Great Expectations, Random Walks

With Christmas gone and New Year’s on the horizon, almost no one in my immediate circle is really happy.
I will spare you the usual self-flagellation about how Americans and other citizens of developed countries don’t appreciate how truly privileged we are.
It seems with our hot running water and relative freedom of speech, though, comes the burden of expectations which in this day and age, few of us can hope to fulfill.

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Okey Dokey

The other day, I saw a person standing outside a municipal building in Falmouth and didn’t recognize that it was my son. Duh.
In my own defense, rarely do I see Flargh-boy in actual daylight, so I’ve probably forgotten what he looks like in a “normal” setting. He is usually sitting down, in the middle of Kristalnacht-like chaos, dressed in pajama bottoms and a t-shirt, staring at a computer screen.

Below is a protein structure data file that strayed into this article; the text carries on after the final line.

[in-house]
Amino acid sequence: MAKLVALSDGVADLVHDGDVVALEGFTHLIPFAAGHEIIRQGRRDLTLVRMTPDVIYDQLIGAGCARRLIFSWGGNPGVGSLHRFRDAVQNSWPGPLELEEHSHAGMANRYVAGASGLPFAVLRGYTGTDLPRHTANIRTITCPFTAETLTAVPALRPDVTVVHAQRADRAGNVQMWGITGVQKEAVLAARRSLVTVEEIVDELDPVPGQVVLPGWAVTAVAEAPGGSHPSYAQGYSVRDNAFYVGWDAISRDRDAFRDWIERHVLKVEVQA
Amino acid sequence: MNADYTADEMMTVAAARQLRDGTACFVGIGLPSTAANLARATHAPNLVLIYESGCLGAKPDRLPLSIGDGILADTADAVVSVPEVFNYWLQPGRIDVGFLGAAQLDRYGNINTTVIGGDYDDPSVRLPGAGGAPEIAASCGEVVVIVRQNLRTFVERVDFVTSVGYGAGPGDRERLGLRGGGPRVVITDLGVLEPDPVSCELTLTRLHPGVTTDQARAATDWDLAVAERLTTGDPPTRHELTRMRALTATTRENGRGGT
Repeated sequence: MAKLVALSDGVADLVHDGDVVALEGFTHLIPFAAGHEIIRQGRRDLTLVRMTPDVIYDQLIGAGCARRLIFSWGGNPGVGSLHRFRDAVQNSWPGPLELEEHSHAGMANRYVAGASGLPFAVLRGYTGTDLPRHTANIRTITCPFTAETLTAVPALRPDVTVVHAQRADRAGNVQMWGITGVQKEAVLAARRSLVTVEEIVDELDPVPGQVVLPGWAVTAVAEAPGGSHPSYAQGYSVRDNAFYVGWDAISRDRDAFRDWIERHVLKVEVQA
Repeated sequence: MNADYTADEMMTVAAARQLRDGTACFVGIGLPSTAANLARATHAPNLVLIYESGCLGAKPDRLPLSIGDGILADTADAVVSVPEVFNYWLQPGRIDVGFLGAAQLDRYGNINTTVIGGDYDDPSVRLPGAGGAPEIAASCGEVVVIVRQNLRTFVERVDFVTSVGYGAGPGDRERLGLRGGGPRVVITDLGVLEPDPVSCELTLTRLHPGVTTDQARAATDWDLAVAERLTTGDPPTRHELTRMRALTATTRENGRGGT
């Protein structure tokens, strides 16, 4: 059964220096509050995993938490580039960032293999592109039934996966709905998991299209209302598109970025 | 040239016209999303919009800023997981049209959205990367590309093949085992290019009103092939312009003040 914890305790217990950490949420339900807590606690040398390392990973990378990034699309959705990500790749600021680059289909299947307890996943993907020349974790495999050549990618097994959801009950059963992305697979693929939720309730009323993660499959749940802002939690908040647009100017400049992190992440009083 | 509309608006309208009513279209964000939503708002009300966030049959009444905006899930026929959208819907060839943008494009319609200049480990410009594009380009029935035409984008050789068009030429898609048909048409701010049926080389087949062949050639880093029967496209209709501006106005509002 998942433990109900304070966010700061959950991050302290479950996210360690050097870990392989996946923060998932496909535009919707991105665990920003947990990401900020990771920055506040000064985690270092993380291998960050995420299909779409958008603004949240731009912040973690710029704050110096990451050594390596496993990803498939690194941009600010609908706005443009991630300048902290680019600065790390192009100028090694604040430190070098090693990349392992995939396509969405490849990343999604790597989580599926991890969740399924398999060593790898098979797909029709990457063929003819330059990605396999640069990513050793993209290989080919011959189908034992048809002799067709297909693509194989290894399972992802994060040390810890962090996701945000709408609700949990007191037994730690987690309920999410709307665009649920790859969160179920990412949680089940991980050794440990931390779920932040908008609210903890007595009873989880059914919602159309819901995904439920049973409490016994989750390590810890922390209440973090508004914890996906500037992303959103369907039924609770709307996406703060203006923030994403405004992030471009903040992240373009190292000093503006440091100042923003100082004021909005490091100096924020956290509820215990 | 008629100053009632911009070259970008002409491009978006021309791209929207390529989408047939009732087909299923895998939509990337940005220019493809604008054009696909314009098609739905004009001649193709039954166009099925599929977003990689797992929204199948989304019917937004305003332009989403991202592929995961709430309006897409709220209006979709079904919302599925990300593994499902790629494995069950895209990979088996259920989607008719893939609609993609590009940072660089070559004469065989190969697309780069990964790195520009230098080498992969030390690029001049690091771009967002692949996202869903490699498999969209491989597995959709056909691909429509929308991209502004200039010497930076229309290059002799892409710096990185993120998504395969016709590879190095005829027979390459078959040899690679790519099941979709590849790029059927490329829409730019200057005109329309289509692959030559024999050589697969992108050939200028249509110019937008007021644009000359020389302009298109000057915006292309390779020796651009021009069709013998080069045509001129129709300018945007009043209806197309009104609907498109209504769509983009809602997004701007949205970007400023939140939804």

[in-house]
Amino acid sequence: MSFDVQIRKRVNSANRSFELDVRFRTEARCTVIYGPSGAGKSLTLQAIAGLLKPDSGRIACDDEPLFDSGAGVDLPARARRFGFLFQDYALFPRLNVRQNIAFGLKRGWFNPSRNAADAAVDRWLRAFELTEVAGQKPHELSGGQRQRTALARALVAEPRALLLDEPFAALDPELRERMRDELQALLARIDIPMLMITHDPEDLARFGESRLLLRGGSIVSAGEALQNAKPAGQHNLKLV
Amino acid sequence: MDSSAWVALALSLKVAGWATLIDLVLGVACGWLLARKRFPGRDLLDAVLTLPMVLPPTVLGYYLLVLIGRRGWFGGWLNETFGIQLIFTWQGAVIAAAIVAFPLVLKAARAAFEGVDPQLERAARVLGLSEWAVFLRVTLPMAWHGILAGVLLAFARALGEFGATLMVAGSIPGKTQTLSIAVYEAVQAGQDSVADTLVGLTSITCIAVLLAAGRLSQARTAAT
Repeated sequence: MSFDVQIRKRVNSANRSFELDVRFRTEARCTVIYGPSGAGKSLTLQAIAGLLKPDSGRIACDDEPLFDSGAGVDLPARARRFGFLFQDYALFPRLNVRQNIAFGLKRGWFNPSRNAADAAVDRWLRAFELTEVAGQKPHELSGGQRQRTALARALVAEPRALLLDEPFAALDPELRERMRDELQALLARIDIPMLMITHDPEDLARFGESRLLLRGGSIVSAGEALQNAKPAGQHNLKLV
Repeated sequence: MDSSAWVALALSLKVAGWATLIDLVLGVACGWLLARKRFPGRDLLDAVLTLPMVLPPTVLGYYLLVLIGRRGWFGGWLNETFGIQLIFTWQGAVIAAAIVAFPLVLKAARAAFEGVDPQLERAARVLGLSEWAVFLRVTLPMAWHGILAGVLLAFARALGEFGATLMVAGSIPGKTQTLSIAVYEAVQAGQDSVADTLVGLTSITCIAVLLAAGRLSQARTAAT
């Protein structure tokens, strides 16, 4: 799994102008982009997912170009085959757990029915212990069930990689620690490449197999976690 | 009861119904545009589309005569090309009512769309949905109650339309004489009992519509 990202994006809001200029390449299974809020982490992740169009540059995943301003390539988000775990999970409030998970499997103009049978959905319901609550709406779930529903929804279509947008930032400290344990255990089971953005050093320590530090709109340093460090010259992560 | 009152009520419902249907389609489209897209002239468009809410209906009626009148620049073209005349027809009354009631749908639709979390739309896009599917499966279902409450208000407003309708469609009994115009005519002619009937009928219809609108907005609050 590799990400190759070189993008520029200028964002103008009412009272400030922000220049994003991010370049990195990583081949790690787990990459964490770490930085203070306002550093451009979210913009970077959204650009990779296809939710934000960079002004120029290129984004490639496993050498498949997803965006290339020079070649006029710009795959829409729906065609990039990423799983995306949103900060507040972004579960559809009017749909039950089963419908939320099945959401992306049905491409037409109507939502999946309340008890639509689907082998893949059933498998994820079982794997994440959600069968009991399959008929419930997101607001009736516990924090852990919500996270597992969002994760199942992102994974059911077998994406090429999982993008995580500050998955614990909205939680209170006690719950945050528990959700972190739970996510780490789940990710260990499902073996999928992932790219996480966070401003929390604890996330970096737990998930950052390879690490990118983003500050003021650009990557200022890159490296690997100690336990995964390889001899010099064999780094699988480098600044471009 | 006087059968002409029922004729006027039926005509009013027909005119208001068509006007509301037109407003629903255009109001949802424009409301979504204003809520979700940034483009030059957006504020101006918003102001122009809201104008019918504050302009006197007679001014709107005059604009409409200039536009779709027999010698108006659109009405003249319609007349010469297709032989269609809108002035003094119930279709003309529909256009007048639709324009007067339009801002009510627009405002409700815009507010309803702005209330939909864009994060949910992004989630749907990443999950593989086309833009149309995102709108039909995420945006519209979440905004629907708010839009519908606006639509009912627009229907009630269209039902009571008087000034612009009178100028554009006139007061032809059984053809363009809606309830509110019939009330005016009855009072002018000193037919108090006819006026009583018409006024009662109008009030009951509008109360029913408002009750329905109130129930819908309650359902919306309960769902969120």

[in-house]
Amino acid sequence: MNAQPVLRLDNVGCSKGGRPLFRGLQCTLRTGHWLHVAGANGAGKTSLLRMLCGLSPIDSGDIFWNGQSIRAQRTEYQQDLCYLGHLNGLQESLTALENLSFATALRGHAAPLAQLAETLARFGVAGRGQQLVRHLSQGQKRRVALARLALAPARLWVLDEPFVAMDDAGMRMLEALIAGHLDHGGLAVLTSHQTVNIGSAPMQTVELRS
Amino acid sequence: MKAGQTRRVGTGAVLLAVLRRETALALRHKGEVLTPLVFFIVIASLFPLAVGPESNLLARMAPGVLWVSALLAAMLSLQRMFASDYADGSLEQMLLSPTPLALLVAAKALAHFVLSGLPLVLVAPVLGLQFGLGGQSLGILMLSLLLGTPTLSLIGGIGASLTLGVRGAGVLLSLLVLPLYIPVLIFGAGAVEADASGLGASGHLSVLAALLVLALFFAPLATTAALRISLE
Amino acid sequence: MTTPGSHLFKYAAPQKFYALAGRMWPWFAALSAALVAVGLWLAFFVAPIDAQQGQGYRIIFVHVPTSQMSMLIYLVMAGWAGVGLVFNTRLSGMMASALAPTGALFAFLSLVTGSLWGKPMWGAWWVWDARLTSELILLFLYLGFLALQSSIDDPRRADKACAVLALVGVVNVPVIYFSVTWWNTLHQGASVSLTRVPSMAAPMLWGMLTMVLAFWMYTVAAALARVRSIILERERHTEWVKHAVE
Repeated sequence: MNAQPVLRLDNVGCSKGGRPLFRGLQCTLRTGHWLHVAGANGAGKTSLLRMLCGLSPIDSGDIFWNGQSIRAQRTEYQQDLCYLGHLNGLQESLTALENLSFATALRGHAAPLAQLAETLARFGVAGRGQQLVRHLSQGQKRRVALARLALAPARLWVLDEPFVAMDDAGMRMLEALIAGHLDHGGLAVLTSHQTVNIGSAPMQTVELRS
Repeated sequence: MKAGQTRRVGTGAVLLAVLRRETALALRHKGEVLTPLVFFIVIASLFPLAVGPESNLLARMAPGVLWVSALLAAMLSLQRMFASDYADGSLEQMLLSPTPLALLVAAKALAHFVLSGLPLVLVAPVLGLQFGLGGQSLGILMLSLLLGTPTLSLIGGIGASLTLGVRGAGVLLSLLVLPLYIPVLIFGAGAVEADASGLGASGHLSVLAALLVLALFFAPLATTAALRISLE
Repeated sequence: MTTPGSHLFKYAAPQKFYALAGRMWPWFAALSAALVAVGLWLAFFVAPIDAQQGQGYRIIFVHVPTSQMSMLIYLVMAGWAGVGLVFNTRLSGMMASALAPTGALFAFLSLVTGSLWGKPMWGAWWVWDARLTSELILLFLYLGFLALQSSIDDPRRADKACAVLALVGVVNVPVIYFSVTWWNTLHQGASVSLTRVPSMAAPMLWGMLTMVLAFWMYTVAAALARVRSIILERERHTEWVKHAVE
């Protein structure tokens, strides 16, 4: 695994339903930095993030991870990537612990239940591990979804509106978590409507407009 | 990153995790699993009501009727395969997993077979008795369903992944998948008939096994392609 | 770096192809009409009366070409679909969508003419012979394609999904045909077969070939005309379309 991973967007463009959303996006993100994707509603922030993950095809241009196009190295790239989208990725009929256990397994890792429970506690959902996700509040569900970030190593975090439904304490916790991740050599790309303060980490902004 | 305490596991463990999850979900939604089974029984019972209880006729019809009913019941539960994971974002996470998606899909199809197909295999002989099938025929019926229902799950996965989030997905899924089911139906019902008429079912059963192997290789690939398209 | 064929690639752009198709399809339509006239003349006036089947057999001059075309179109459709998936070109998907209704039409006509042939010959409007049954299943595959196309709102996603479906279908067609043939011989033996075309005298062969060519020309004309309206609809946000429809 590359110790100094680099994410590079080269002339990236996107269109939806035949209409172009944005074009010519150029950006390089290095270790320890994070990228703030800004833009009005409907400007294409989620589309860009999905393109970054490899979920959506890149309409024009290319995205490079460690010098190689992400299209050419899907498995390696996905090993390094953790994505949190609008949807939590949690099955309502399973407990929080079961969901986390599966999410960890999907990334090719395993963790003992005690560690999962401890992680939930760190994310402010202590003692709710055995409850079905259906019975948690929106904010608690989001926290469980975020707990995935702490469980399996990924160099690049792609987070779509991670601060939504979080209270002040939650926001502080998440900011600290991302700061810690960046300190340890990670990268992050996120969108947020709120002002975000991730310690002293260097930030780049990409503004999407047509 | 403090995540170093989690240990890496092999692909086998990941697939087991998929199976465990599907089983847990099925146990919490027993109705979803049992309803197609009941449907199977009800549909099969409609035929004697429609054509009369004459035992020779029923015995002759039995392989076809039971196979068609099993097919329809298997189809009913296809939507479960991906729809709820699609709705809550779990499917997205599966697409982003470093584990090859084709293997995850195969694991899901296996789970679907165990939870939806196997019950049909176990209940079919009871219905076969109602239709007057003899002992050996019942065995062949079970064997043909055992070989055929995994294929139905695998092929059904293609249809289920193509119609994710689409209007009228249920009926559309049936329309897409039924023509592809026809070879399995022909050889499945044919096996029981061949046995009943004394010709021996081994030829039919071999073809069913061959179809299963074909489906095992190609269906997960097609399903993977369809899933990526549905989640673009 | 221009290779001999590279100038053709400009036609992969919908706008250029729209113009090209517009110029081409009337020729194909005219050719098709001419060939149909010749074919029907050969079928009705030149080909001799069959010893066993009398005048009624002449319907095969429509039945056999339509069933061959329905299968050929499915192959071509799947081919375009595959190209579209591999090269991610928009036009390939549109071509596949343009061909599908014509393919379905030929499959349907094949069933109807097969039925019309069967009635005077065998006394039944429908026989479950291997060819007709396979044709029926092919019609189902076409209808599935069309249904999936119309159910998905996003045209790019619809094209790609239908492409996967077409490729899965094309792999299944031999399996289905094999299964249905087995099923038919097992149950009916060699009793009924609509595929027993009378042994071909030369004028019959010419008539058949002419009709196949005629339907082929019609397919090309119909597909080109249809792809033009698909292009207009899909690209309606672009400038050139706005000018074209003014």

I am also used to seeing him while his chi is being mangled by one or more shrieking or sulking children. These are by the way highly intelligent, creative children who nonetheless do not grasp that they live in a house with multiple floors, multiple rooms and a large fenced-in yard and, thus, do not have to share the same space as Daddy.
But I digress: given my recent experience, I can somewhat relate to the parents who thought they’d buried their son, Kevin Wickoff, an inmate who’d committed suicide at the Lexington, Oklahoma, Assessment and Reception Center. They thought they buried him – until they got a phonecall from none other than Kevin himself right after his funeral.

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Alex

If you’ve been patient enough to be a regular reader of this blog, you know my opinion on the adoption of children.
Unfortunately, you don’t have to look very hard, or even make a conscious effort, to find cases where adoptees have been mistreated, abused or murdered by those responsible for their care.

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